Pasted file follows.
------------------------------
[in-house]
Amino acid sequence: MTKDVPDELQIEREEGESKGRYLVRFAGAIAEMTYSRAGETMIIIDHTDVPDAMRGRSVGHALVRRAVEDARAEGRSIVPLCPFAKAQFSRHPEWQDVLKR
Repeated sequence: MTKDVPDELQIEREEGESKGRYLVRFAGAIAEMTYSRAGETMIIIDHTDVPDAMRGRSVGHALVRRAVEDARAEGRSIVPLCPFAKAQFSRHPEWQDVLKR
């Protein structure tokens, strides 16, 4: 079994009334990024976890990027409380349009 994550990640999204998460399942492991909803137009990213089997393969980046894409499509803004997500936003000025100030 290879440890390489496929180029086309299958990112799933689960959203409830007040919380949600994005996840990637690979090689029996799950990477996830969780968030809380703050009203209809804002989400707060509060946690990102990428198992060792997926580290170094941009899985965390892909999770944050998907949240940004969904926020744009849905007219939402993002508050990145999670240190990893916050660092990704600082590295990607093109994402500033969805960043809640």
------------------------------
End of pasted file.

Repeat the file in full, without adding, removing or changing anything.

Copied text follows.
[in-house]
Amino acid sequence: MTKDVPDELQIEREEGESKGRYLVRFAGAIAEMTYSRAGETMIIIDHTDVPDAMRGRSVGHALVRRAVEDARAEGRSIVPLCPFAKAQFSRHPEWQDVLKR
Repeated sequence: MTKDVPDELQIEREEGESKGRYLVRFAGAIAEMTYSRAGETMIIIDHTDVPDAMRGRSVGHALVRRAVEDARAEGRSIVPLCPFAKAQFSRHPEWQDVLKR
């Protein structure tokens, strides 16, 4: 079994009334990024976890990027409380349009 994550990640999204998460399942492991909803137009990213089997393969980046894409499509803004997500936003000025100030 290879440890390489496929180029086309299958990112799933689960959203409830007040919380949600994005996840990637690979090689029996799950990477996830969780968030809380703050009203209809804002989400707060509060946690990102990428198992060792997926580290170094941009899985965390892909999770944050998907949240940004969904926020744009849905007219939402993002508050990145999670240190990893916050660092990704600082590295990607093109994402500033969805960043809640």